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The intrinsic innervation of the human alimentary tract and its relation to function.
  1. A Bennett,
  2. H L Stockley

    Abstract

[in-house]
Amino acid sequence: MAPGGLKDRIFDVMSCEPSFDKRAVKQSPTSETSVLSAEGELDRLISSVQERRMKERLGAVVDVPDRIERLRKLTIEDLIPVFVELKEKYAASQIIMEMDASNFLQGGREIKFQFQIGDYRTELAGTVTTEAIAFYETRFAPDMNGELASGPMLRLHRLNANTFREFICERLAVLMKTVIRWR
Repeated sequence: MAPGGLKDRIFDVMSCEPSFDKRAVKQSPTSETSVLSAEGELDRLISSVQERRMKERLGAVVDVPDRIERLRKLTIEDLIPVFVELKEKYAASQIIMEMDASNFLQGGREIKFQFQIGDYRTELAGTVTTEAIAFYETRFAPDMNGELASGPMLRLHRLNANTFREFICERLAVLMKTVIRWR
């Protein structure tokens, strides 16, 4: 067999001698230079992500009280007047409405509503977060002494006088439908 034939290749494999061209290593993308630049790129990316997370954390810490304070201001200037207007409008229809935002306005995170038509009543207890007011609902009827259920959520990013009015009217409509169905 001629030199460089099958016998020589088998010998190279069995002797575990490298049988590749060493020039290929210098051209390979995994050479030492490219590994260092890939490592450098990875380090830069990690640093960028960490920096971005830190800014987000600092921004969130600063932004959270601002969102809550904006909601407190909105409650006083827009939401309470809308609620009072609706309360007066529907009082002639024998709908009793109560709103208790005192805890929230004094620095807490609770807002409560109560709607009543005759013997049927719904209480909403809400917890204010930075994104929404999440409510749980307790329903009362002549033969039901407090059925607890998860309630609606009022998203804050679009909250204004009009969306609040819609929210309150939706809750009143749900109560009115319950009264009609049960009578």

The intrinsic innervation of the human gut has been studied in strips of circular and longitudinal muscle removed at operation. Electrical stimulation of the nerves at a wide range of frequencies (0-1 to 128 Hz) can evoke a variety of responses due to activation of four types of nerves. There is evidence for cholinergic, adrenergic, non-adrenergic inhibitory, and non-cholinergic excitatory fibres, which may be stimulated at different frequencies. The various regions of the alimentary tract, and even the muscle layers within a region, may respond differently to nerve stimulation. This is most marked at 4 Hz and the observed differences correlate with the function of each part and its dependence on extrinsic innervation. The stomach is relatively insensitive to electrical stimulation, and this is consistent with its reliance on vagal innervation. The dominant excitatory responses in the longitudinal muscle of the oesophagus and ileum correlate with their high motility and propulsive function, whereas the dominant inhibitory responses in the colon correlate with its lower motility and storage function.

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